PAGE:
After, I got down to it and asked some pressing questions that I know many people want to know. First off, one of the biggest criticisms from most BlackBerry users or those looking at the platform is that BlackBerry is missing some of the big name apps. Alec informed me that his team is working on building an ecosystem that makes it easy for people to bring apps to BlackBerry, but RIM also has a separate team whose job it is to get the big apps on board. Of course, we’ve already seen a number of apps come to the PlayBook platform (e.g. Angry Birds, Cut The Rope, and many others), so it’s evident that progress is being made. However, only time will tell if we’ll see big name apps like Skype, Instagram, Netflix and others on the platform at release.
Next, I asked Alec about all of this talk of licensing and he confirmed that current discussions are for other smartphone manufacturers, but of course he couldn’t provide any specifics beyond that. But, we did discuss the potential of BlackBerry 10 making its rounds to other devices, and it’s clear that there is a large opportunity there. At this moment, there are over 9 million cars running QNX software, which is the basis for the BlackBerry 10 platform, and everything from nuclear reactors to heart monitors can work on QNX software (and do).
I also wanted to find out about what would happen to existing BlackBerry users and their apps. People invest a large amount of money into apps and it would be frustrating to have to repurchase that app you bought 4 months ago on your BlackBerry 7 device, only to find out you have to repurchase it on your BlackBerry 10 device. Or, even worse, it may not be available on your BlackBerry 10 device. Ultimately the final choice on both of these subjects would be up to individual developers. However, Alec did let me know that RIM has a number of people working to help previous BlackBerry developers get equivalent functionality on the new BlackBerry 10 devices, both directly and via workshops. Unfortunately though, it was confirmed that if an app ran in the background (e.g. utilities such as Meterberry or SixTools), it would not be on BlackBerry 10 at launch. Once the devices have been released, RIM will reassess whether to permit such apps.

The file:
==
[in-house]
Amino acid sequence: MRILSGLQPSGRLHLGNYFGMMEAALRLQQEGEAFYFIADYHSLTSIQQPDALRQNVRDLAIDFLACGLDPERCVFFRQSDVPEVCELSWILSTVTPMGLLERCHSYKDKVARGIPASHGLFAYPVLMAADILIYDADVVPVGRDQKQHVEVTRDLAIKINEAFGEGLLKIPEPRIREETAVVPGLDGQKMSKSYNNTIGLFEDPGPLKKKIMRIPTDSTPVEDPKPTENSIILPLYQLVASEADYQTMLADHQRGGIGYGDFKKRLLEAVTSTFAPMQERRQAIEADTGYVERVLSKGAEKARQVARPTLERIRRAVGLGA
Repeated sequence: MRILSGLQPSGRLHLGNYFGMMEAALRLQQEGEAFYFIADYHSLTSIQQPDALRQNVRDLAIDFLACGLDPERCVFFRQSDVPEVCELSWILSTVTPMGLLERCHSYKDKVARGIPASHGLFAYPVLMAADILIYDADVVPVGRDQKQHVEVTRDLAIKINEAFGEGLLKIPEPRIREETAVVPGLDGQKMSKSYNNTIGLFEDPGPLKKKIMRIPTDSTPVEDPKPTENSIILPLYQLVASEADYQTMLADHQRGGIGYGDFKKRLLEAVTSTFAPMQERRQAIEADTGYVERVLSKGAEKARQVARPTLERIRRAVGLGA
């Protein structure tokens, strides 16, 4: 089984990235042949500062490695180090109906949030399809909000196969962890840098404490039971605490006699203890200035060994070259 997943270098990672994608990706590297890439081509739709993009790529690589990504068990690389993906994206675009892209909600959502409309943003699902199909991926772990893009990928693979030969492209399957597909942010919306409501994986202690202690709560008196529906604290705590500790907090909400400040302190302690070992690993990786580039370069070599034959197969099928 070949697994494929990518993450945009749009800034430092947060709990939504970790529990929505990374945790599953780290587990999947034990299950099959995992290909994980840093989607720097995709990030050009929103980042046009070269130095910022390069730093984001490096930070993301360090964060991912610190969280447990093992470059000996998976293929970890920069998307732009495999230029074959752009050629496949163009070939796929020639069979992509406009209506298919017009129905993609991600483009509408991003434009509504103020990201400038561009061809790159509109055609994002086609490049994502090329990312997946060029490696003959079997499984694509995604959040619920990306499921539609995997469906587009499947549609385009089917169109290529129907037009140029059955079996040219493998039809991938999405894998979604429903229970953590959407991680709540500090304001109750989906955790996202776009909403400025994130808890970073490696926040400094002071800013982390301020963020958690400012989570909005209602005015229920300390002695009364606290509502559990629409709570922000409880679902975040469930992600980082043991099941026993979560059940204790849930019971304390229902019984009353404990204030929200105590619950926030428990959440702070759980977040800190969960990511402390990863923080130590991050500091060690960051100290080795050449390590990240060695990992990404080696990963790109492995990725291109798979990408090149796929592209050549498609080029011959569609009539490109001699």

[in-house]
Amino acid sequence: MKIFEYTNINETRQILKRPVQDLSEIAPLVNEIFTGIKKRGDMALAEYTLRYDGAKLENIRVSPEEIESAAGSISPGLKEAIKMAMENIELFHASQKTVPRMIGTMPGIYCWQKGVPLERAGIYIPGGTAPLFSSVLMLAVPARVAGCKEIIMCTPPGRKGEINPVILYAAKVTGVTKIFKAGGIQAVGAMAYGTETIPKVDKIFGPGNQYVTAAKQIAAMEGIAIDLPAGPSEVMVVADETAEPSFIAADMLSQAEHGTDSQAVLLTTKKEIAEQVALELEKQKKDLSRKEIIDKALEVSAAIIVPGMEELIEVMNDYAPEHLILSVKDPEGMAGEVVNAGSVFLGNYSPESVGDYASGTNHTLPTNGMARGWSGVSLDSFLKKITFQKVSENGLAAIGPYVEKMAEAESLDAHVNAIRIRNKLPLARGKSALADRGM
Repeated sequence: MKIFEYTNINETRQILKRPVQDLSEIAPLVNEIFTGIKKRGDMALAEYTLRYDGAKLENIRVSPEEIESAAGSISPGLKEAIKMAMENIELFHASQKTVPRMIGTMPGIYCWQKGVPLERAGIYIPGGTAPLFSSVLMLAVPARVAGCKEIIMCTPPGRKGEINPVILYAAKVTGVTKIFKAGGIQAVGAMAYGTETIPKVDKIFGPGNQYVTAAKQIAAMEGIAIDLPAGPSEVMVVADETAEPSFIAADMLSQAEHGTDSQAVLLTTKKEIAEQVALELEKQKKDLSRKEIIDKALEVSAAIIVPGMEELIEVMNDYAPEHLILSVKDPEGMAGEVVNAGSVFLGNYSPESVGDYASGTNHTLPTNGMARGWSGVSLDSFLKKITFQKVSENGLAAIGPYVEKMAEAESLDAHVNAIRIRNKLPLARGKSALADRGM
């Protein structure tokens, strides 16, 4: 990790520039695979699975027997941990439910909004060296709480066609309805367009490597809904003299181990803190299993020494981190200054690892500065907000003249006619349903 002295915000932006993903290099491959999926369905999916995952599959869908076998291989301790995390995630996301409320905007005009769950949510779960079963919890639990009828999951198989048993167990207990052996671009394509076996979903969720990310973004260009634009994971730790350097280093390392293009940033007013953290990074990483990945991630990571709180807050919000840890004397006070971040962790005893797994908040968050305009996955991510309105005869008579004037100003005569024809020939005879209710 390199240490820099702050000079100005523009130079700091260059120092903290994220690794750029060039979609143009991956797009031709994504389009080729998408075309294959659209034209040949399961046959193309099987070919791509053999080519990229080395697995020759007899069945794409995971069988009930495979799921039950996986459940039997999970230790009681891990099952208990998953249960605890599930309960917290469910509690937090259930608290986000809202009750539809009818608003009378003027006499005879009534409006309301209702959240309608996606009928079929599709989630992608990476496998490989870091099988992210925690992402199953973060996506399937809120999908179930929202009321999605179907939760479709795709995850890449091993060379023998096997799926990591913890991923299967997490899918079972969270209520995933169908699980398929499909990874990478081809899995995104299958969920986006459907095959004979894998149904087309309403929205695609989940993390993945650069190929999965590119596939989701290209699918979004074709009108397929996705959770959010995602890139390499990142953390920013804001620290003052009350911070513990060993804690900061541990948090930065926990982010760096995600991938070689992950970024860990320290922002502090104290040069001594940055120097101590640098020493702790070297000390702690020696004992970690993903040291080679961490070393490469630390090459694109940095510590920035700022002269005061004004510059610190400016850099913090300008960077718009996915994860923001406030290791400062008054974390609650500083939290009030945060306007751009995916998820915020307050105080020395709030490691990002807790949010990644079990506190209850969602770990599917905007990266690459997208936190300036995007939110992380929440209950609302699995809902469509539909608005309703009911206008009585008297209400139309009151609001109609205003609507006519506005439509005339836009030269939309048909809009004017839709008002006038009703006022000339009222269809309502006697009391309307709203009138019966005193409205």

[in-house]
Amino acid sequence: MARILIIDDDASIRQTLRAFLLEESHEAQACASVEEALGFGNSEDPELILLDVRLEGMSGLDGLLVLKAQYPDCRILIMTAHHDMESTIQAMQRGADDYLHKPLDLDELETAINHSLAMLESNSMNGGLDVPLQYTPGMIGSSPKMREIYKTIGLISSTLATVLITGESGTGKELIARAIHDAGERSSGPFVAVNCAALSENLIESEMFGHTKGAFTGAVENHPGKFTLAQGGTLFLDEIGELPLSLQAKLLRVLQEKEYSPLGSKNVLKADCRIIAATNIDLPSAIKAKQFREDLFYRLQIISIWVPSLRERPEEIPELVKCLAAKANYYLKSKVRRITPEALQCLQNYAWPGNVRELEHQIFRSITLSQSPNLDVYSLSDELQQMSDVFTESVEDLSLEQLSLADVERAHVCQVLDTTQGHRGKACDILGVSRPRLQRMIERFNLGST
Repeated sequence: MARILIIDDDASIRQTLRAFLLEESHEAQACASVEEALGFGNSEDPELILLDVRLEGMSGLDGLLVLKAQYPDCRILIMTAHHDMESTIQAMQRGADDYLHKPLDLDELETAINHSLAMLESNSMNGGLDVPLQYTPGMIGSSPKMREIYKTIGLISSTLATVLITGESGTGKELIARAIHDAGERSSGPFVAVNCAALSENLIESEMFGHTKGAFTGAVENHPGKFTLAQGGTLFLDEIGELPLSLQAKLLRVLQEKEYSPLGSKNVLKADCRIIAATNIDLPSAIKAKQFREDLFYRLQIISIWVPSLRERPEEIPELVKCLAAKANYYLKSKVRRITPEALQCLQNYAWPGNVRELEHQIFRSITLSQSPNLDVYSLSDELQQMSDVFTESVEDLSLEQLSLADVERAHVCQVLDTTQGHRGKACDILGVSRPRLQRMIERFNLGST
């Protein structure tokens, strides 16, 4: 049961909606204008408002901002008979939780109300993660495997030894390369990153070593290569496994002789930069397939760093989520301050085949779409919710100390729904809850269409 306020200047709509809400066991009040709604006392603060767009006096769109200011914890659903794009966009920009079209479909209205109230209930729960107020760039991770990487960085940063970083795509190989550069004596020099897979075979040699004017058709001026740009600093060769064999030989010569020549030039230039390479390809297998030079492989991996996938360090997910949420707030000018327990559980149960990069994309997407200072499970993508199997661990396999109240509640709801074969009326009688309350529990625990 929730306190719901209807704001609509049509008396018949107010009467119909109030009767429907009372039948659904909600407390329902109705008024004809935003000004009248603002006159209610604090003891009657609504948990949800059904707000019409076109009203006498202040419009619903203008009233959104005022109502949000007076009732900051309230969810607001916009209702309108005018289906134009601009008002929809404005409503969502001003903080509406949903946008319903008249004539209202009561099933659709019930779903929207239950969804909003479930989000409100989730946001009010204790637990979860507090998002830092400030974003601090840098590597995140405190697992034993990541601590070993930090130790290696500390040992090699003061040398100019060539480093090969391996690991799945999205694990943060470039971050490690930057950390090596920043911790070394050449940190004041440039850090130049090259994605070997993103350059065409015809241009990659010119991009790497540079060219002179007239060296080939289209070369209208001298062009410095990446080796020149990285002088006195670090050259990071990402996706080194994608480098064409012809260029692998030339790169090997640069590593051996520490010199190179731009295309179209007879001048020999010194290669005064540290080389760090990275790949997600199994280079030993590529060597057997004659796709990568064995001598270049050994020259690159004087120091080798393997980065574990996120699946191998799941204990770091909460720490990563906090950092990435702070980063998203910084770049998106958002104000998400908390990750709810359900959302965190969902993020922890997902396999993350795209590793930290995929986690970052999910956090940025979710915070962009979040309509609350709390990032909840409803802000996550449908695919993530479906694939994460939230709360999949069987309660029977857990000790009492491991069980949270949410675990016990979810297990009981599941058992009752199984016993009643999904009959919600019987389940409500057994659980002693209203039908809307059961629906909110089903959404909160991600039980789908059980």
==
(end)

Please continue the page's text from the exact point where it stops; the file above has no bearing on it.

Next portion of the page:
I also wanted to know what sort of experience RIM is aiming for with regards to their new devices. Key points are that the devices will be able to be operated one-handed, keeping your other hand free to do other things and allowing you to become truly mobile. The UI is all gestural and the idea of “flow” is core to the experience. RIM also recognizes how important the QWERTY devices are to many existing BlackBerry users, so it was reiterated that RIM is not giving up on QWERTY. Alec also mentioned that RIM has worked hard to learn from previous experiences to find what works and what doesn’t, and they have done their research to figure out what is important to BlackBerry users. They understand that while “BlackBerry People” use their BlackBerry smartphones to work, they also want access to media and games, etc. for their off time.
Finally, we discussed what RIM is doing to ensure that they are getting quality apps on the new BlackBerry 10 platform. The certification program previously mentioned is a carrot, but RIM also has design guidelines available for developers to use. They will also have a whole track at the BlackBerry 10 Jam Americas conference in San Jose, CA this month dedicated to development. Another thing that RIM is really pushing now is to get developers to switch to the Native (C/C++) or HTML5 coding platforms, and indeed, that will be a requirement for the certification program. In addition, for those who currently own a PlayBook, you’ll know that if you check the Newest Apps page in App World, many of the apps listed there are really eBooks. RIM is aware of this issue and is looking at how they can fix this issue, including favoring legitimate apps in listings.
While at the meeting, I also spoke with a number of different developers about their impressions and the general consensus is that they came away impressed and were optimistic about the future of BlackBerry 10. Those developers who have developed for BlackBerry products in the past are amongst those who have a much greatest appreciation for these efforts. In the past, they felt that they were completely on their own when it came to developing apps for the older OS versions. Now, they actually feel like if they need help they can get it. And this has led to a lot of excitement about developing for BlackBerry 10, which is excellent as it means that we should have lots of apps when the new platform is released early next year!
All in all, I walked away from the day satisfied with what I heard. RIM has an uphill battle ahead bringing former BlackBerry faithful back into the fold, but from everything I’ve seen and heard so far, it looks like the BlackBerry brand has a real chance to come back with a vengeance. And ultimately, for Canadians who want to support Canadian companies, this is good news. Now, for the hard part… to wait for these devices to come out next year.
Note: If you are interested in developing an app for BlackBerry 10, there are some great resources available, and one of the best places to start is http://developer.blackberry.com.